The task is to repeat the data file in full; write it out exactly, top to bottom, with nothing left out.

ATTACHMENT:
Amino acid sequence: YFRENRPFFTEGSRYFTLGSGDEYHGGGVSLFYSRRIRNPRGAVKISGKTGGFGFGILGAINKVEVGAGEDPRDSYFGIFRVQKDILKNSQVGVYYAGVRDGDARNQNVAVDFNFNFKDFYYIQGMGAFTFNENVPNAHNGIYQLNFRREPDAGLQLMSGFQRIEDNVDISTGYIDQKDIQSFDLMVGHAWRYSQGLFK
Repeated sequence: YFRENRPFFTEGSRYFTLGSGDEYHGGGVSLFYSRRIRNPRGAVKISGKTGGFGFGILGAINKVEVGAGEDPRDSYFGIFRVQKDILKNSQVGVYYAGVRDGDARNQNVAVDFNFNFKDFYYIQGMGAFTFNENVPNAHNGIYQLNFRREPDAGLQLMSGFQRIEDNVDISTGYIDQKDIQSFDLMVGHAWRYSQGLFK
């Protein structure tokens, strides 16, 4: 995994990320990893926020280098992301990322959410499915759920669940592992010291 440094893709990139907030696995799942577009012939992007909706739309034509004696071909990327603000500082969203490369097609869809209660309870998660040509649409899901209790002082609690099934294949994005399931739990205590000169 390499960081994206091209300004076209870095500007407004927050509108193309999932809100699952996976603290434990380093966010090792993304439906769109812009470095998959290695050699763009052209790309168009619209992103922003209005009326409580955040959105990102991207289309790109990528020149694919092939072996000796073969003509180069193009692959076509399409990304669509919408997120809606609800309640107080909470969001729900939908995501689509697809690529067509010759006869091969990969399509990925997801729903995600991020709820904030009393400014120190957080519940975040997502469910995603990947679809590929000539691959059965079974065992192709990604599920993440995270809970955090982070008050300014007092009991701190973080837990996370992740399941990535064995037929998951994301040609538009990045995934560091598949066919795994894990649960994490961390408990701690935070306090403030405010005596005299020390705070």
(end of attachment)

Amino acid sequence: YFRENRPFFTEGSRYFTLGSGDEYHGGGVSLFYSRRIRNPRGAVKISGKTGGFGFGILGAINKVEVGAGEDPRDSYFGIFRVQKDILKNSQVGVYYAGVRDGDARNQNVAVDFNFNFKDFYYIQGMGAFTFNENVPNAHNGIYQLNFRREPDAGLQLMSGFQRIEDNVDISTGYIDQKDIQSFDLMVGHAWRYSQGLFK
Repeated sequence: YFRENRPFFTEGSRYFTLGSGDEYHGGGVSLFYSRRIRNPRGAVKISGKTGGFGFGILGAINKVEVGAGEDPRDSYFGIFRVQKDILKNSQVGVYYAGVRDGDARNQNVAVDFNFNFKDFYYIQGMGAFTFNENVPNAHNGIYQLNFRREPDAGLQLMSGFQRIEDNVDISTGYIDQKDIQSFDLMVGHAWRYSQGLFK
């Protein structure tokens, strides 16, 4: 995994990320990893926020280098992301990322959410499915759920669940592992010291 440094893709990139907030696995799942577009012939992007909706739309034509004696071909990327603000500082969203490369097609869809209660309870998660040509649409899901209790002082609690099934294949994005399931739990205590000169 390499960081994206091209300004076209870095500007407004927050509108193309999932809100699952996976603290434990380093966010090792993304439906769109812009470095998959290695050699763009052209790309168009619209992103922003209005009326409580955040959105990102991207289309790109990528020149694919092939072996000796073969003509180069193009692959076509399409990304669509919408997120809606609800309640107080909470969001729900939908995501689509697809690529067509010759006869091969990969399509990925997801729903995600991020709820904030009393400014120190957080519940975040997502469910995603990947679809590929000539691959059965079974065992192709990604599920993440995270809970955090982070008050300014007092009991701190973080837990996370992740399941990535064995037929998951994301040609538009990045995934560091598949066919795994894990649960994490961390408990701690935070306090403030405010005596005299020390705070």